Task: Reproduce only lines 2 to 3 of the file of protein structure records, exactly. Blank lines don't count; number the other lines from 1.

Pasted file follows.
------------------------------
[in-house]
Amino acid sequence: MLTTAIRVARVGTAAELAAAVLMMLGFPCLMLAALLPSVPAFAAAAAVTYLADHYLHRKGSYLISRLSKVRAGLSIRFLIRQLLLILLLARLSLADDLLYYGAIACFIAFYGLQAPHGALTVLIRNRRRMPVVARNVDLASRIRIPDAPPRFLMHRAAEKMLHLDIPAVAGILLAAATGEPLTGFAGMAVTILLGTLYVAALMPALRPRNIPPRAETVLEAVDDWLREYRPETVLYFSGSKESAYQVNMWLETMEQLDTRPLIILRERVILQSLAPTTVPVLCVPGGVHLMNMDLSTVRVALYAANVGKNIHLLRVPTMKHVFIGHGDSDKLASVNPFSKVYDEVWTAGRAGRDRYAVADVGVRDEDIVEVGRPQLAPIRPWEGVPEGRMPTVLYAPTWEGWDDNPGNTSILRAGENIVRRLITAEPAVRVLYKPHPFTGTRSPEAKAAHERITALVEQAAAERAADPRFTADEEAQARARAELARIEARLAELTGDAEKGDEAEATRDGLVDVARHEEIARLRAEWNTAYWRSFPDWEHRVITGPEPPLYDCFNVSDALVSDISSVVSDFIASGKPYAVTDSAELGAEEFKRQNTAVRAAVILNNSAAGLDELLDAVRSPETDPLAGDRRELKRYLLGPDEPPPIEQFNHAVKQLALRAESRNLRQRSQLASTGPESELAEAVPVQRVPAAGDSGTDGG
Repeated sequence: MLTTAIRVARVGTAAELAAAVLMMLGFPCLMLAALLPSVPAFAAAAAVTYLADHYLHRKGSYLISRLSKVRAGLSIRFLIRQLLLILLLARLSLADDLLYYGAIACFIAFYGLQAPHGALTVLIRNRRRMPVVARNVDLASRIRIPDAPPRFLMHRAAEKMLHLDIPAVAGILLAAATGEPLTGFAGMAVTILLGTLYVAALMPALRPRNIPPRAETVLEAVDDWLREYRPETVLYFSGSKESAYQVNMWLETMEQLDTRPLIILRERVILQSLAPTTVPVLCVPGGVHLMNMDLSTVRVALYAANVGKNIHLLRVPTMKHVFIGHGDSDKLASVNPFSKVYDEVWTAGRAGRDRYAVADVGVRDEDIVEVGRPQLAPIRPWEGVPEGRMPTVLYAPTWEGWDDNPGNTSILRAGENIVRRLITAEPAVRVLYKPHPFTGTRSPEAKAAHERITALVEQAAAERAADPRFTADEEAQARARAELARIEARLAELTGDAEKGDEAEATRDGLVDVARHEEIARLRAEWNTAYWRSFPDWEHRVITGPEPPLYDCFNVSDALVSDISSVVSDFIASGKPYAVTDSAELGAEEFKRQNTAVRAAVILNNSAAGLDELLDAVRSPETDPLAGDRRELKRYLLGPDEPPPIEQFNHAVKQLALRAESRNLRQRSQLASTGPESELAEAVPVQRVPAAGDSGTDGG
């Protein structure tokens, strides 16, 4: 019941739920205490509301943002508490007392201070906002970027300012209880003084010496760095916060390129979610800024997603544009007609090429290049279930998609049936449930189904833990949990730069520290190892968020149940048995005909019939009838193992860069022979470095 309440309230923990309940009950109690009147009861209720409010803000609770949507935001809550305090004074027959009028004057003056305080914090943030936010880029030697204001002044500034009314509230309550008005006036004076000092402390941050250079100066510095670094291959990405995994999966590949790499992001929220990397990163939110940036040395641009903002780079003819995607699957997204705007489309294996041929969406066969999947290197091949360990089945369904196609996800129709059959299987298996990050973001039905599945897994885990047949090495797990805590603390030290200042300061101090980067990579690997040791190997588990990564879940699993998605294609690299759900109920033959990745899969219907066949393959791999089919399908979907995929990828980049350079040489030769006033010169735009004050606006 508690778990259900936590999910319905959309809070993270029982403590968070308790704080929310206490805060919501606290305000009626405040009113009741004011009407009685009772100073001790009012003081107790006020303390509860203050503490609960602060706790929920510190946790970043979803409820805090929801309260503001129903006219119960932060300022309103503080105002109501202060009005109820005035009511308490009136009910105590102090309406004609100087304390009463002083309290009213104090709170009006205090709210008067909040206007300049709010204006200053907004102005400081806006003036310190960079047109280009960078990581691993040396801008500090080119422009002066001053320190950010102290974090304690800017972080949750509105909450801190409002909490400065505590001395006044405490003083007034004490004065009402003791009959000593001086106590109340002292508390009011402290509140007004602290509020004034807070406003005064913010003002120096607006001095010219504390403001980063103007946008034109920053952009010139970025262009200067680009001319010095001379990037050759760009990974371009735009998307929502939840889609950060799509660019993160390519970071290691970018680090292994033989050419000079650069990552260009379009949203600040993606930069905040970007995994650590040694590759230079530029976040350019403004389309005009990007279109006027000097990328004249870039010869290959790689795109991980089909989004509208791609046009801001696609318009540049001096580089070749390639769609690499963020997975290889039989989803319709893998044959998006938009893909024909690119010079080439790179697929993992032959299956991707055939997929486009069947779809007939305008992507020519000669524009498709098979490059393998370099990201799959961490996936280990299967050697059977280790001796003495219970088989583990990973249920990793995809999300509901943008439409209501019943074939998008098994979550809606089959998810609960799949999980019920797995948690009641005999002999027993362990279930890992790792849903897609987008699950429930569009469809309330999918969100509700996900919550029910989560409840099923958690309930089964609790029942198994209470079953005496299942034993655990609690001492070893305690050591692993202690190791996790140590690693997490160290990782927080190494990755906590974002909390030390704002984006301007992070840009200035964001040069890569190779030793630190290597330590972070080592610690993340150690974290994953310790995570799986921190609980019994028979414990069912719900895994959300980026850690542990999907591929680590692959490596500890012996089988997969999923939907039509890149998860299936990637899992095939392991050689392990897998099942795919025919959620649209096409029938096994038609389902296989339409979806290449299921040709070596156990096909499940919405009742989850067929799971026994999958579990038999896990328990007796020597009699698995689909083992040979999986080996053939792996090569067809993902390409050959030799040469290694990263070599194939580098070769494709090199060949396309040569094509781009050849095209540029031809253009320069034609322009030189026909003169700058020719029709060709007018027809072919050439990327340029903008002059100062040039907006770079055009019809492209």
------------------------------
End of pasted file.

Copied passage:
Amino acid sequence: MLTTAIRVARVGTAAELAAAVLMMLGFPCLMLAALLPSVPAFAAAAAVTYLADHYLHRKGSYLISRLSKVRAGLSIRFLIRQLLLILLLARLSLADDLLYYGAIACFIAFYGLQAPHGALTVLIRNRRRMPVVARNVDLASRIRIPDAPPRFLMHRAAEKMLHLDIPAVAGILLAAATGEPLTGFAGMAVTILLGTLYVAALMPALRPRNIPPRAETVLEAVDDWLREYRPETVLYFSGSKESAYQVNMWLETMEQLDTRPLIILRERVILQSLAPTTVPVLCVPGGVHLMNMDLSTVRVALYAANVGKNIHLLRVPTMKHVFIGHGDSDKLASVNPFSKVYDEVWTAGRAGRDRYAVADVGVRDEDIVEVGRPQLAPIRPWEGVPEGRMPTVLYAPTWEGWDDNPGNTSILRAGENIVRRLITAEPAVRVLYKPHPFTGTRSPEAKAAHERITALVEQAAAERAADPRFTADEEAQARARAELARIEARLAELTGDAEKGDEAEATRDGLVDVARHEEIARLRAEWNTAYWRSFPDWEHRVITGPEPPLYDCFNVSDALVSDISSVVSDFIASGKPYAVTDSAELGAEEFKRQNTAVRAAVILNNSAAGLDELLDAVRSPETDPLAGDRRELKRYLLGPDEPPPIEQFNHAVKQLALRAESRNLRQRSQLASTGPESELAEAVPVQRVPAAGDSGTDGG
Repeated sequence: MLTTAIRVARVGTAAELAAAVLMMLGFPCLMLAALLPSVPAFAAAAAVTYLADHYLHRKGSYLISRLSKVRAGLSIRFLIRQLLLILLLARLSLADDLLYYGAIACFIAFYGLQAPHGALTVLIRNRRRMPVVARNVDLASRIRIPDAPPRFLMHRAAEKMLHLDIPAVAGILLAAATGEPLTGFAGMAVTILLGTLYVAALMPALRPRNIPPRAETVLEAVDDWLREYRPETVLYFSGSKESAYQVNMWLETMEQLDTRPLIILRERVILQSLAPTTVPVLCVPGGVHLMNMDLSTVRVALYAANVGKNIHLLRVPTMKHVFIGHGDSDKLASVNPFSKVYDEVWTAGRAGRDRYAVADVGVRDEDIVEVGRPQLAPIRPWEGVPEGRMPTVLYAPTWEGWDDNPGNTSILRAGENIVRRLITAEPAVRVLYKPHPFTGTRSPEAKAAHERITALVEQAAAERAADPRFTADEEAQARARAELARIEARLAELTGDAEKGDEAEATRDGLVDVARHEEIARLRAEWNTAYWRSFPDWEHRVITGPEPPLYDCFNVSDALVSDISSVVSDFIASGKPYAVTDSAELGAEEFKRQNTAVRAAVILNNSAAGLDELLDAVRSPETDPLAGDRRELKRYLLGPDEPPPIEQFNHAVKQLALRAESRNLRQRSQLASTGPESELAEAVPVQRVPAAGDSGTDGG